Badass cycling in New York City

As I looked out the cab window late last Tuesday night I wondered at the wisdom of my decision to arrange a ‘cycle infrastructure safari’ later in the week with a New York cycle activist. From what I could see there was no infrastructure, all the motorists were demented and it wasn’t entirely clear which side of the road I should be cycling on. You would need to be one badass* (can you tell I’ve never used this word before?) cyclist to get on these streets..

Enter Liz Patek – she is completely awesome*, volunteers with several sustainable transport advocacy organisations in New York and documents people on bikes in New York through her blog and Flickr.

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Liz had generously offered to show me the good, the bad and the ugly infrastructure of the city. After two exploding tyres and a long conversation with a man in the bike shop (who couldn’t quite believe that we intended to cycle in *gasp* dresses) we hit the streets (well, the Riverside cycle path).

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I confess I already knew there had to be some cycle infrastructure as I’d seen the Streetfilms coverage of the 9th Avenue on-street bike parking. And here it is, in all its glory – increasing local trade without increasing pollution or congestion

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Unlike the jerks* that had parked in the bike lane just past the cycle parking. They were causing pollution, congestion and danger to cyclists. I’m not sure they felt too slighted by us stopping, taking photos of them and loudly disapproving in their direction but one can only hope.

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Liz is an extraordinary source of knowledge about the development of the cycle infrastructure of NYC. I’m unable to do it credit due to my pea-sized brain so what follows is a mash-up of observation and conversation (with the caveat that all mistakes and moronic statements are mine):

Get out of the way, bitch!
I admit the ‘bitch’ addition was from a car driver, but the start of the comment was made several times by our fellow bicyclists*. Dutch inspired style cycle lanes don’t necessarily create Dutch style riding, it turns out. For me cycling is more than a method of getting somewhere quickly and conveniently. It’s an opportunity to chat to a companion, enjoy the scenery and sometimes stop and take a photo. Unfortunately it seems that quite a few New Yorkers aren’t of the same disposition and were somewhat frustrated by our pootling side by side. Some of this frustration is caused by the peculiarly narrow cycle lanes themselves; someone in the public works department needs to get their ruler checked before too many more of these get painted. Conflict between cyclists and pedestrians should be designed out and a thick white line just doesn’t do the job required here. Neither does the bidirectional path, which wasn’t working out well for the poor annoyed people held up by two chattering women standing around taking photos.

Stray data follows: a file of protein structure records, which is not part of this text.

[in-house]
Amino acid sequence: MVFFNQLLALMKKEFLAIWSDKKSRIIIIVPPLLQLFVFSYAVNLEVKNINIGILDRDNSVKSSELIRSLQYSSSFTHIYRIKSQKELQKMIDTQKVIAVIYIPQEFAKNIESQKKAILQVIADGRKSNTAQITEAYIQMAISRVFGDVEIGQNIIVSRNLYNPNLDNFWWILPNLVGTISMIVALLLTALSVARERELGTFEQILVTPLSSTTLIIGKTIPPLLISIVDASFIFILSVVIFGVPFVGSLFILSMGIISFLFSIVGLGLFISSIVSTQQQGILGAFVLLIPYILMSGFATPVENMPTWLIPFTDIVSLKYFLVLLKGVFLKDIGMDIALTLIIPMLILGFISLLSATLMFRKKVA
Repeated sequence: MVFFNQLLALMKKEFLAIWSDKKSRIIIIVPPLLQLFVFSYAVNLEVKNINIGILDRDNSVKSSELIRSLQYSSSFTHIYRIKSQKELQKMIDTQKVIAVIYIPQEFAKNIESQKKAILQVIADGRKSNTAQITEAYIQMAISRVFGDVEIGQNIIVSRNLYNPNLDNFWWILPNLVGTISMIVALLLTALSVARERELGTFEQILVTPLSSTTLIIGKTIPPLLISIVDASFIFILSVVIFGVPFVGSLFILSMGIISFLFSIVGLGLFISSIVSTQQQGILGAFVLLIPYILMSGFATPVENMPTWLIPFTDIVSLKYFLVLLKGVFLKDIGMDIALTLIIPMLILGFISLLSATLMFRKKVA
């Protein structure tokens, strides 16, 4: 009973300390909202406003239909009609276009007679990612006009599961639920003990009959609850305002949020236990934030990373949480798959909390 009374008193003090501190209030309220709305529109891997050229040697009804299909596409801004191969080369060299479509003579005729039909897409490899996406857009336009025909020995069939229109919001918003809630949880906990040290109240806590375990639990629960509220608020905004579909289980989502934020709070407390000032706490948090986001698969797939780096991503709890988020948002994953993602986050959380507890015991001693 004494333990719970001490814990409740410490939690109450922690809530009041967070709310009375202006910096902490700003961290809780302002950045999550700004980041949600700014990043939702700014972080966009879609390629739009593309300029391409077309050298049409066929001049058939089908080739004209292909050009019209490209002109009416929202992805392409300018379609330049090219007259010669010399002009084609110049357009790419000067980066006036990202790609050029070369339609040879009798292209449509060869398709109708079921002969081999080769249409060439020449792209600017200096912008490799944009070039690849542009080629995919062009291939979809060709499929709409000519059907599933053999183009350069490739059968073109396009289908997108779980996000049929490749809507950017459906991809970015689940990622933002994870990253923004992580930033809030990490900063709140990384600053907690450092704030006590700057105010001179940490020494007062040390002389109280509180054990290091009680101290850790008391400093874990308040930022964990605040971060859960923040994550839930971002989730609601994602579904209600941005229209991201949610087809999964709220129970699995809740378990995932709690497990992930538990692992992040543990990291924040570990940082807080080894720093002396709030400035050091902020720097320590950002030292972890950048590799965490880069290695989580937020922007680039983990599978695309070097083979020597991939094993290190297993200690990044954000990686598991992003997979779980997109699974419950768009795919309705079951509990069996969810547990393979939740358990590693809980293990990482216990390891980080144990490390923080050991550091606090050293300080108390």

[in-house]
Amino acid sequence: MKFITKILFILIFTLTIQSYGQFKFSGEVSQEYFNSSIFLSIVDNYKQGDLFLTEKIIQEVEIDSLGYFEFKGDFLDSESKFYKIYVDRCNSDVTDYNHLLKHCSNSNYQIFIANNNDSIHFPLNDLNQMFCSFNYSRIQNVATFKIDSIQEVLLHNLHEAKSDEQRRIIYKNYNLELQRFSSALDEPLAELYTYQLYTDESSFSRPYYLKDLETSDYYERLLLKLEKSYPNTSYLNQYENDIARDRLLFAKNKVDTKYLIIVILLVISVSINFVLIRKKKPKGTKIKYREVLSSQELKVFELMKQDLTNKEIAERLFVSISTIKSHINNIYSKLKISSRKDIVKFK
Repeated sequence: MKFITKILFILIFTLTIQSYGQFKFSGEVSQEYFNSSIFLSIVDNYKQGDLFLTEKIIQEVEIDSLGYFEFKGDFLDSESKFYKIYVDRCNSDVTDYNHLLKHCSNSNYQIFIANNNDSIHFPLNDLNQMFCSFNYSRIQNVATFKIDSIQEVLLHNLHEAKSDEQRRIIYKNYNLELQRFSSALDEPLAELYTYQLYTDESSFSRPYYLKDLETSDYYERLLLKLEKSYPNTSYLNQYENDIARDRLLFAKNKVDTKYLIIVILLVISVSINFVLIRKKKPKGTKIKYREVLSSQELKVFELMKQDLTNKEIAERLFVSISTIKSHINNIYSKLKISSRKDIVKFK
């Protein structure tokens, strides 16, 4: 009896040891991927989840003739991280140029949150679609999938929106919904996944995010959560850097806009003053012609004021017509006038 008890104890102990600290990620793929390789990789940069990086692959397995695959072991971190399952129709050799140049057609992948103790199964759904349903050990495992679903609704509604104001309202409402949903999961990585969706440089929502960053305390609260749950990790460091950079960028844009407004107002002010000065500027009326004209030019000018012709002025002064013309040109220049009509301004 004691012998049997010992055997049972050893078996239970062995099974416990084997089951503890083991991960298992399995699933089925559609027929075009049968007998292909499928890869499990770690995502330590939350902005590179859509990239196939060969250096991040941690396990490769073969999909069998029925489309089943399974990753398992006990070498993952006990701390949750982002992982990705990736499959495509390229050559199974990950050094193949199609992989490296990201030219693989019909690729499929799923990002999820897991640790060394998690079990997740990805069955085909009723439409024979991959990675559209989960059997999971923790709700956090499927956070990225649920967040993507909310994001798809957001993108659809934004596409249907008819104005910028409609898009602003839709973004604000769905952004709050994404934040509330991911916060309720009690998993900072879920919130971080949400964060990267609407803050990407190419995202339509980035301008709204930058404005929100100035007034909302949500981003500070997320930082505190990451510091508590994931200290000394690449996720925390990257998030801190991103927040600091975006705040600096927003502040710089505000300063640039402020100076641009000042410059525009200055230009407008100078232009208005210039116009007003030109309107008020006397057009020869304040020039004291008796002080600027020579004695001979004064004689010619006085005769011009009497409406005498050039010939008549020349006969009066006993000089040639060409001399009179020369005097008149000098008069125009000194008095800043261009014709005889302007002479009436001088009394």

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Perhaps Meg Hillier may be onto something with designated pootle lanes – it could be what’s needed for tourists and the sweat adverse in all major cities and would relieve the frenzied natives that are thinking of their Strava segments.

Playing the political game

Cycle infrastructure doesn’t appear by magic. Love or loathe it, someone, usually a team of someones, has worked long and hard to get it there. From what I understand, the New York advocacy organisations are working towards a shared understanding with the planners to prioritise transport routes across the city. This requires negotiating with area committees that aren’t quite ready to embrace cycling in their neighbourhood and can be a frustrating long game that’s not wholly understood by everyone who has an interest in seeing the jigsaw of cycle provision put together.

Signage – just do it already!

I’m particularly poor at reading maps but I can manage a signpost just fine if it’s instructive enough. Perhaps it’s all part of a plan to maintain cycling at low levels but keeping fantastic paths secret seems perverse.. please New York: build it and people will come, but only if you tell them it’s there.

Citibikes – unleashing people on bikes into the wild, helmet less and free..

It’s glorious to see the Citibikes spread across the city, attracting people across age, gender and ethnicity with some groups taking to social media to demand the scheme is extended. The Guardian did a great ‘day in the life’ report recently which captures the varied users. 

It’s better by bike..

Last time I was in New York I explored by foot, and I didn’t exactly fall in love with the hot, dirty, congested streets. This time, on two wheels, everything was different. 

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My enormous thanks go to Liz for taking the time out of her busy schedule to show me the sights of this developing city landscape. 

 

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*see, been here a week and talking like a native already. Next week I’ll be all elevator, trunk, sidewalk and groceries.

 

 

 

 

 

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